Spoken Word: Drag Story Time with That Girl*+, Robert Garnham: Juicy, Chris The Postman Poet: Existentially Yours.

Cabaret: The Harvey Juggling Show, Matt Daniel-Baker – The Mind Reader, The Goose and The Crow – Sinister Songbook, Drag Bottomless Brunch Bash, Dry Bottomless Brunch with That Girl+, Cabaret Drag Night with That Girl, Cabaret Drag Night with Mama Tasty, Cabaret Drag Night with Saffron Slayter, Drag Bingo With That Girl, 80s Daytime Disco Bottomless Brunch, Cabaret Drag Nigh with Big Liz

Other events: Write soon! A Writing Workshop with Paul Kerensa, Movie and a Meal (Churchill, Romance and Cigarettes and Life of Brian).

This year’s festival venues are Clandon Wood Nature Reserve, Guildford High Street, Guildford Library, Holy Trinity Church, St Mary’s Church, The Fallen Angel, The Guildhall, The Keep Pub, The Star Inn and The Stoke Pub. 

Tickets are now on sale via or call the Box Office on 01483 361101. During the Festival, there will be also a daily Box Office at The Star Inn, Quarry Street, from 6-7pm. A great place to catch the Festival team for their top tips on what’s taking place. 

Paloma Faith April music star Q&A

Liz Nicholls


Musician Paloma Faith tells us about her new break-up album The Glorification of Sadness ahead of her UK tour which starts this month

Q. Hello Paloma; congratulations on your album, your best yet! Are you happy with it?

“Thank you. Well, yes but it’s difficult! I’m the sort of person who takes any sort of success with a pinch of salt… When people say ‘oh it’s really great’ you never know whether that’s going to translate into popularity or streaming figures.”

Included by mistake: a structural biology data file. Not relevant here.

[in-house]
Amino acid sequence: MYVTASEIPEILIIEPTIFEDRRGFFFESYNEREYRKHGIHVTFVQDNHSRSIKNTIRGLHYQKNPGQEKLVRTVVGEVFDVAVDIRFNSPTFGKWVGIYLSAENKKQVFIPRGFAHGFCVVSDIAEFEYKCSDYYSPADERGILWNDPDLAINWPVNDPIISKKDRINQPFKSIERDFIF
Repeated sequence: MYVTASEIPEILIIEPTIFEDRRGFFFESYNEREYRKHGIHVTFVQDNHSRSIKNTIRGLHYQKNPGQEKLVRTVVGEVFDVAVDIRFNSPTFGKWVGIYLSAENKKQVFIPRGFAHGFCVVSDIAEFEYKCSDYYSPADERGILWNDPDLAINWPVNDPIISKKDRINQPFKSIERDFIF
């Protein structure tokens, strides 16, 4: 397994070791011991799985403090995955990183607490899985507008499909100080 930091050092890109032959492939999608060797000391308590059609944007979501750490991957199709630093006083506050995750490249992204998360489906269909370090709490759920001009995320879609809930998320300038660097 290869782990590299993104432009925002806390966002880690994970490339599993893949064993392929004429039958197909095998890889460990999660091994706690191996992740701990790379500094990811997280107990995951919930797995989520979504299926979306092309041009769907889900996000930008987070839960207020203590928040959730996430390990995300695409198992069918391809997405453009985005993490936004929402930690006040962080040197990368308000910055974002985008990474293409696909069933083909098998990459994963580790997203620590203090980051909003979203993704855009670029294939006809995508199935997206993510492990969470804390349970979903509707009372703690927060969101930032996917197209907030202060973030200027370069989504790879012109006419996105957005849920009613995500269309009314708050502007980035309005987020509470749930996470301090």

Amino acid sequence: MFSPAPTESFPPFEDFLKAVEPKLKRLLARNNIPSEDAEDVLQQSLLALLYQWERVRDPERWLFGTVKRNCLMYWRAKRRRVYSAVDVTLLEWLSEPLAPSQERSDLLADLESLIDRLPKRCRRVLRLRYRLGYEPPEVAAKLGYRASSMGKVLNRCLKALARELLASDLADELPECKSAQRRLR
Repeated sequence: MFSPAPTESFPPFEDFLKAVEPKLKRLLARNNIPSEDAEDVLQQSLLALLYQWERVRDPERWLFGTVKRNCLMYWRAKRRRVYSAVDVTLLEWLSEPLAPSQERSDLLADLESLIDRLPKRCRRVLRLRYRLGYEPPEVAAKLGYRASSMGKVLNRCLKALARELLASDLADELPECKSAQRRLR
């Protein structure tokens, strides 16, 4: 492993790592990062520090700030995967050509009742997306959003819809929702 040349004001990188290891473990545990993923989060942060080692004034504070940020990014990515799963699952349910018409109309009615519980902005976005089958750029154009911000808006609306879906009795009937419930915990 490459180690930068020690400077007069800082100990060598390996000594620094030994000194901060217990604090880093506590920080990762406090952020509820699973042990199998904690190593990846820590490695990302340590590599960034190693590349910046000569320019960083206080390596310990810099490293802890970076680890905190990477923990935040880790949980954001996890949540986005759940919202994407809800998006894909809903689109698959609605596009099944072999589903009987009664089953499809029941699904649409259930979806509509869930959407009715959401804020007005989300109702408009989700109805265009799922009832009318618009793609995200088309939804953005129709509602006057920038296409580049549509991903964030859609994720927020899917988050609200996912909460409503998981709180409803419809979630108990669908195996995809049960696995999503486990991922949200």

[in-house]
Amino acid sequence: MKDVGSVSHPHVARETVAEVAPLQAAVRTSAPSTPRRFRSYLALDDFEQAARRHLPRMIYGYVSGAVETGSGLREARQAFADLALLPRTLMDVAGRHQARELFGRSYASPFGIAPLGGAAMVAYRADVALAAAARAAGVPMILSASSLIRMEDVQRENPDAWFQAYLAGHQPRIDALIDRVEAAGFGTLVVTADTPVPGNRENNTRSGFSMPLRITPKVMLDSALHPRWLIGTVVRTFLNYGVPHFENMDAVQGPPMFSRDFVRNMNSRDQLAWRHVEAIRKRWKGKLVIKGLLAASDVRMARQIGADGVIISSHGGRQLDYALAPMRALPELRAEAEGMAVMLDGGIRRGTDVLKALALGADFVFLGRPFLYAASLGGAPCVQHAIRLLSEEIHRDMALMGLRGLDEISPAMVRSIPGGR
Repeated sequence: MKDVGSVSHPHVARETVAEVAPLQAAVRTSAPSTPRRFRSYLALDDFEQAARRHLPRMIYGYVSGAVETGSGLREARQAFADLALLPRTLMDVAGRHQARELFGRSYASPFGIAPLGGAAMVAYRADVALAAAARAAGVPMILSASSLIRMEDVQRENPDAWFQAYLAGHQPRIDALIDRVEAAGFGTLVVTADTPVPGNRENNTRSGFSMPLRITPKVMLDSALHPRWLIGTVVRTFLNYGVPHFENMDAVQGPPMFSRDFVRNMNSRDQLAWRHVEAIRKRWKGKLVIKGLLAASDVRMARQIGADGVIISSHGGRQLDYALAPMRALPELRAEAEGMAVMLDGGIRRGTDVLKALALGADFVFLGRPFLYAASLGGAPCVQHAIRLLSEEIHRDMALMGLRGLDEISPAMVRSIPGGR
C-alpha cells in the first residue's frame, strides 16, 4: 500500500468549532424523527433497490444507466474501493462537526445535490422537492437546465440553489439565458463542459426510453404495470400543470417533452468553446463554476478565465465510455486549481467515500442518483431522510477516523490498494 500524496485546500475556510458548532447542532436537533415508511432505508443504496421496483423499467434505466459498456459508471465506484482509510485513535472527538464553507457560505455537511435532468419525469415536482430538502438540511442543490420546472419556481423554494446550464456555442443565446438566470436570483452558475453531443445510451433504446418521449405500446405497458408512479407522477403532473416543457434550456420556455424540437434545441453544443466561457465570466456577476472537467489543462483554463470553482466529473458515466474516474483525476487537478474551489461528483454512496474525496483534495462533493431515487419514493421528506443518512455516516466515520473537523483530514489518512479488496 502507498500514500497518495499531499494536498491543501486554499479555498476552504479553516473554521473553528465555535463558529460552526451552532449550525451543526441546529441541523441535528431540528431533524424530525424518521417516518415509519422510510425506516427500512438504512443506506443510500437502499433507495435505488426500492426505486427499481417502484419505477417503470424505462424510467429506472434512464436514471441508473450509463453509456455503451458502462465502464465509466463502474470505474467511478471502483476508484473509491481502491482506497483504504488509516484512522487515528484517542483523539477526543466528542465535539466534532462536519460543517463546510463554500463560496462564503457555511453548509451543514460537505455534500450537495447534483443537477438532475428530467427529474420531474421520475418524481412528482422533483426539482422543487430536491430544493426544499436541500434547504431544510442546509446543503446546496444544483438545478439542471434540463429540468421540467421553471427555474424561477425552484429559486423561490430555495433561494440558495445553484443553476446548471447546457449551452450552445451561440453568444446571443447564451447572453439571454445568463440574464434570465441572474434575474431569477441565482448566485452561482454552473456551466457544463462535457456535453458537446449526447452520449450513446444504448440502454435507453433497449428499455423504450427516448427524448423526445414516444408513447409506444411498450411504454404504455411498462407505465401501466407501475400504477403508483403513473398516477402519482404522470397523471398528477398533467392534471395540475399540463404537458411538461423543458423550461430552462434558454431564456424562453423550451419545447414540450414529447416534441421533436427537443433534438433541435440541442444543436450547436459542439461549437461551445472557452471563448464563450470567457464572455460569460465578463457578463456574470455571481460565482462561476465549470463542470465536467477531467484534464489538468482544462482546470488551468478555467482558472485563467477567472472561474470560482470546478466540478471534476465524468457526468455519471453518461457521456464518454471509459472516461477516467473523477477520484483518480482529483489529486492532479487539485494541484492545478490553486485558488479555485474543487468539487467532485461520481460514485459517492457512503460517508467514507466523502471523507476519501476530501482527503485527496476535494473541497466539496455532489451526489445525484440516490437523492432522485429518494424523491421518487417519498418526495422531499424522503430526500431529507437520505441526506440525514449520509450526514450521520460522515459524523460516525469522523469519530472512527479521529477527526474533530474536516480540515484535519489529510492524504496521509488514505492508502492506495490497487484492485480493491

Q. Do you have imposter syndrome?

“Yeah and I think it’s part of what drives me. We live in a real era of isolation; it’s all internet or social media-led and quite confusing. I’m not quite sure what’s real and what isn’t. I look at my following of 800,000 and then I look at peers of mine, who have 2 milllion and they don’t sell as many records. So I tend to be a bit blinkered and just go: ‘oh I’m gonna give the best show that I can’.”

Q. Do you think women have to play a role to win popularity?

“It’s funny, I didn’t announce my break-up but when the press reported it all the comments underneath were either ‘she’s a bloody handful’ or ‘I’m sorry he cheated on you’. It’s so weird that people think in those two narrow-minded terms and neither one is correct. As a woman either you’re a victim, and if you’ve got kids with them you’re expected to stay and suffer, or you’re perceived as this nightmare femme fatale character. I don’t think I’m either! So it’s wrong on both counts. There’s the expression of sadness [on this album] and remorse and vulnerability but also there’s a lot of empowerment, standing up for myself and saying this isn’t for me. In this way society needs to catch up. Quite often I listen to songs by women and they’re celebrated when they express vulnerability or victimhood but not so much when they express their strength.”

Q. You were moved by something Madonna said…

“Yes, Madonna says the most controversial thing she did was to stick around & I relate! A woman’s longevity is always under attack more than a man’s. I’m lucky; I’ve always looked quite young for my age, partly because I don’t do the injectables that, I think, make people look old. I hope to stick around!”

Q. Who would be your dream collaborators, alive or dead?

“I think I’d like to stick with the people who are still alive, please! I would love to work with SZA and Miley Cyrus.”

“Performing is my favourite thing to do and the only time I’m not anxious”

Q. How do you take care of your mental health?